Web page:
The Fair Work Commission (FWC) criticised the suggestion that students ought to have been called as witnesses to a dispute hearing involving a teacher who was found to have students of her school on her Facebook account friends list. 

The teacher worked in the ACT.  Her school issued her with a letter in December 2009 containing a number of allegations including that she had breached the Department of Education and Training direction on the use of social networking sites and the Teachers’ Code of Professional Practice.  An investigation was conducted into the allegations and a report was completed in March 2010.  The investigating officer found the misconduct proved and recommended that the teacher be dismissed.  However, the delegate for the Department decided instead to reduce the teacher’s salary by one increment and reiterate a final warning that had been given to the teacher some 2 years earlier in relation to another disciplinary matter. 

The teacher challenged the penalty given to her by taking the dispute to the Fair Work Commission under the dispute resolution procedure in the Department’s enterprise agreement. 

During the trial, the teacher conceded that:

  • contact with students by telephone, email etc had to be authorised by the school principal;
  • records were required to be kept on file of all such contact;
  • chatting with students on Facebook would be a serious matter; and
  • having students as friends on Facebook was contrary to the Teachers Code of Professional Practice.

However, the teacher asserted that she did not know that the students were listed as friends on her Facebook account.  She asserted that one of the explanations may have been that her Facebook account had been hacked into and the students added by unknown persons.  The FWC did not accept this evidence and found that the teacher had been dishonest during the investigation and had compounded her misconduct by lying to her school.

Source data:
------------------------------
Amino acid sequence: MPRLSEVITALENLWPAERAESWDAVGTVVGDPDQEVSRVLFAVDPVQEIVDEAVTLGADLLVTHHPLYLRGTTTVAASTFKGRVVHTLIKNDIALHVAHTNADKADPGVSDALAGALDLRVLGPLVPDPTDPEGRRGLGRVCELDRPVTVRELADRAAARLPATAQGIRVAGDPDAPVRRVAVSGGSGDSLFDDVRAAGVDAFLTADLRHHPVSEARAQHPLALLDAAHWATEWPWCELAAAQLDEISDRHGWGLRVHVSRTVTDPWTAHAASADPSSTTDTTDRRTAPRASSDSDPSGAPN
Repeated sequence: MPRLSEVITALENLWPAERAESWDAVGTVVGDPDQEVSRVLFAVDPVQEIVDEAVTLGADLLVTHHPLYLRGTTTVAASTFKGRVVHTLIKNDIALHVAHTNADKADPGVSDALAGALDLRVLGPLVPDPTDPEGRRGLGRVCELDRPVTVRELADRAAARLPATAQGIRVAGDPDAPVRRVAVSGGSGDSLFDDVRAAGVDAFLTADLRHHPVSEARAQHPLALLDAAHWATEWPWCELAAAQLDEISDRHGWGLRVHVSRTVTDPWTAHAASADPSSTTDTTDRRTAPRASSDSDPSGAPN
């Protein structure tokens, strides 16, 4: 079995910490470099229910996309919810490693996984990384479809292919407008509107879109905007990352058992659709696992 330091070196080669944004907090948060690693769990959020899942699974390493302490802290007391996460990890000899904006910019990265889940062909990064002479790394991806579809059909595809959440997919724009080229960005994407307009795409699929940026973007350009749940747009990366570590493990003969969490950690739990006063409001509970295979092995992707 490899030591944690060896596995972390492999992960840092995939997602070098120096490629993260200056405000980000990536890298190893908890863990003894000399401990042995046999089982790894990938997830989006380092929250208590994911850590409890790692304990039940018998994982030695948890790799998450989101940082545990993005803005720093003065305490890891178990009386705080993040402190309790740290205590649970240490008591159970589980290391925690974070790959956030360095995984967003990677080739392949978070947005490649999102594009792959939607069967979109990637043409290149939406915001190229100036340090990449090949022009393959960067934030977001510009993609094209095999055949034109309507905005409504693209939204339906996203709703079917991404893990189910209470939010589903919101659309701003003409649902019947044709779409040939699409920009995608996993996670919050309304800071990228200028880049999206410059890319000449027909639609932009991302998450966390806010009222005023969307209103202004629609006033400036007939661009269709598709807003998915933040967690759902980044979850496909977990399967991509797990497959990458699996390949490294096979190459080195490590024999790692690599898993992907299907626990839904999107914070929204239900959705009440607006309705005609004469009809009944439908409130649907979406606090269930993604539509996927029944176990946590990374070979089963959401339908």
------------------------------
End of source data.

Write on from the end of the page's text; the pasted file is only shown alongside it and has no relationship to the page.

The FWC upheld the initial penalty handed to the teacher but commented that the penalty might be considered lenient in light of the final warning previously issued to the teacher and her dishonesty throughout the investigation and subsequent proceedings. 

During the hearing the teacher’s representative submitted that the school had adduced no evidence of contact via Facebook between the teacher and any student and had not called a student as a witness.  The FWC criticised this approach:

“The reasons advanced for not involving the students are both cogent and responsible.  The suggestion that they should be called to give evidence in a matter relating to the discipline of a teacher is, in my view, both irresponsible and shows poor judgment.  I can only hope that the applicant, as a teacher, was not supportive of the submission made by her representative that the children be called.  In any event there is sufficient evidence before me to satisfy me that the allegation has been proved to the standard required, without the necessity for the further involvement of children in the matter.” 

Reference:  Applicant v ACT Department of Education and Training [2012] FWA 2562.